But the fall came and the maple leaves dropped and the bare branches did not hold me well and it was icy on the roof and Uncle Clyde discovered the torn screen and stapled it down so red squirrels wouldn’t get in and wreak havoc. Those were the words he used, ‘wreak havoc’. I had to ask him what it meant and he smiled his grizzled smile. “That’s what comes of reading books. Talking like one, I guess.”
That fall and winter and into spring, I flew only in books.
But even when the roof was blanketed in white, I am telling you my mother was out there anyway, bundled in her coat, singing softly. Till the eaves were dripping and I carefully pried out the staples and Maggie and I ventured out onto the roof. But it was too cold and when I went in, I weighted the screen down with an old sneaker, so the red squirrels wouldn’t wreak havoc.
Summer came late and wet, and poor Maggie was hit by a passing car. We buried her under the maple tree, rolling a whitish rock over her place and planting impatiens around it. The old sneaker stayed where it was until it was almost time to go back to school.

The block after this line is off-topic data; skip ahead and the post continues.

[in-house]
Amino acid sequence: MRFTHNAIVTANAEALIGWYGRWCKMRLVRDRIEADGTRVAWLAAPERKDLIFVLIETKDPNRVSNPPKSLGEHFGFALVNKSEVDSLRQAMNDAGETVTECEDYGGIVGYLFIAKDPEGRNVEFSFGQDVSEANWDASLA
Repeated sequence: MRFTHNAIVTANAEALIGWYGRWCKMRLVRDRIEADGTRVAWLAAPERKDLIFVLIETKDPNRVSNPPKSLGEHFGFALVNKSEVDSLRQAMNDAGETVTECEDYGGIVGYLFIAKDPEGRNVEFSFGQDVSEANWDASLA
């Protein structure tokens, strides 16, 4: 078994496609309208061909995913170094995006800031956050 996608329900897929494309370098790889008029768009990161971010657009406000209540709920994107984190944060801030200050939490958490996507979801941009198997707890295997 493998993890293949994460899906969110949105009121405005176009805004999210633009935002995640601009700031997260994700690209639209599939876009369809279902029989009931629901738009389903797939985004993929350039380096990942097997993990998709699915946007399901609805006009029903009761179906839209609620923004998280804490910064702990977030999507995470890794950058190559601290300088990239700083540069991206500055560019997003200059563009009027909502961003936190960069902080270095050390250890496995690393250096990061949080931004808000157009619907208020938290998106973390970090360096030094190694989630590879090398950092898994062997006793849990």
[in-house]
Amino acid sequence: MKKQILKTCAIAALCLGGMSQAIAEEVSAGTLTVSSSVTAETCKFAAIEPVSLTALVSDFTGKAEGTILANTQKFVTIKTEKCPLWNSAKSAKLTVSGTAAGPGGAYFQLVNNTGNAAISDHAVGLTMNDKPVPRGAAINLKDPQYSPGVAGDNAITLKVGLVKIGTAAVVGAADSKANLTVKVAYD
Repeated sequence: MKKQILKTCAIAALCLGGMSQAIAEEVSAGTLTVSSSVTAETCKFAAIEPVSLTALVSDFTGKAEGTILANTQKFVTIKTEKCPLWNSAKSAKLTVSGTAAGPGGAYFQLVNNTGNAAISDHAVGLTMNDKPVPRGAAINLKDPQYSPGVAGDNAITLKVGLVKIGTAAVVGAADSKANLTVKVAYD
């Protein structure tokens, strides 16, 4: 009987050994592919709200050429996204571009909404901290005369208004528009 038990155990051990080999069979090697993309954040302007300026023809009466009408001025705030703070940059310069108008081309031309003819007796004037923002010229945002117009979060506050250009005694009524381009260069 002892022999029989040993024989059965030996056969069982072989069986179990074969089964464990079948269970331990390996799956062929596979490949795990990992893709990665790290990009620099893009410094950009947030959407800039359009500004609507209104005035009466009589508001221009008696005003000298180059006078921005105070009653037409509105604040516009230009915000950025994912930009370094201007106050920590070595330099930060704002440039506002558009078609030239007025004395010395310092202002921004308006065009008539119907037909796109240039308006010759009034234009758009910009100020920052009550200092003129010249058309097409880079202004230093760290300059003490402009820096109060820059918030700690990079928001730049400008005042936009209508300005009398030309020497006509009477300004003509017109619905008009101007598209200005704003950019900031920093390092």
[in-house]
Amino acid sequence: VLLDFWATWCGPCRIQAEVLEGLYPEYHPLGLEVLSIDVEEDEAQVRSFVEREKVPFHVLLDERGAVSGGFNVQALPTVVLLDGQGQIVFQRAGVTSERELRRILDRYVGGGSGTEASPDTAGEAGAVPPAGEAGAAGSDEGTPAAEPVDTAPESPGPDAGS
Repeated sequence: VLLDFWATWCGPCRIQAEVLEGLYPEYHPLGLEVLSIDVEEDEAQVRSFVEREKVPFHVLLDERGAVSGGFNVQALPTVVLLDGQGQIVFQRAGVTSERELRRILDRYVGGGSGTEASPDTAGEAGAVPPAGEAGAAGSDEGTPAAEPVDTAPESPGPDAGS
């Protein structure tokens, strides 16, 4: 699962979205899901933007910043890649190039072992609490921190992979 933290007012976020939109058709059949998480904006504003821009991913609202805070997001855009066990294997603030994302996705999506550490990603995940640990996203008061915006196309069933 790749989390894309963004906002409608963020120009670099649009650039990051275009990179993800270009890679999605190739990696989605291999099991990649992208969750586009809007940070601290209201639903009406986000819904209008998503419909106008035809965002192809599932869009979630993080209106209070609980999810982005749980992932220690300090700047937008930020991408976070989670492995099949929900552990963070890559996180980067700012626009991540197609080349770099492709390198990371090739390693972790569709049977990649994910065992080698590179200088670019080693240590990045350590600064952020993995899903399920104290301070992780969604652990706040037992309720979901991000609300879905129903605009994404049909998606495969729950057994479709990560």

I had been to Lake Bomoseen to swim with some friends and while I was paddling in the amber water I looked down at my shadow, surrounded by golden shards of sun. If I spread my arms, my silhouette flew against the brown depths of the lake. I remembered flying from the roof.
That night we cooked on the little grill on the back porch and I kept waiting for it to get dark. When it was finally really night, I said I was tired from swimming—which I was—and went off to my room. A window fan hummed, keeping the attic room breathable at least. I lay on the bed, letting the fan cool me. I fell asleep.
Later, when I woke, still in my bathing suit, I went right to the crawl space hatch. My knees knew the dusty planks laid over the joists. I moved the sneaker. I had grown and had to pull another staple out, and even then I got scratched and my bathing suit snagged.
When I made my way around the roof, there was my Mom.
I gasped, and she heard me and turned. “Sylvia! How the—“ she didn’t finish the thought, but was at my side, gripping my hand and pulling me to where she had been sitting. She firmly sat me down next to her. But then she didn’t say anything for a while.
She was still holding my hand tightly. She lay back against the roof tiles, and so did I.
“No stars tonight,” I said.
“Mm. No flying.” I looked at her, and she at me. We smiled.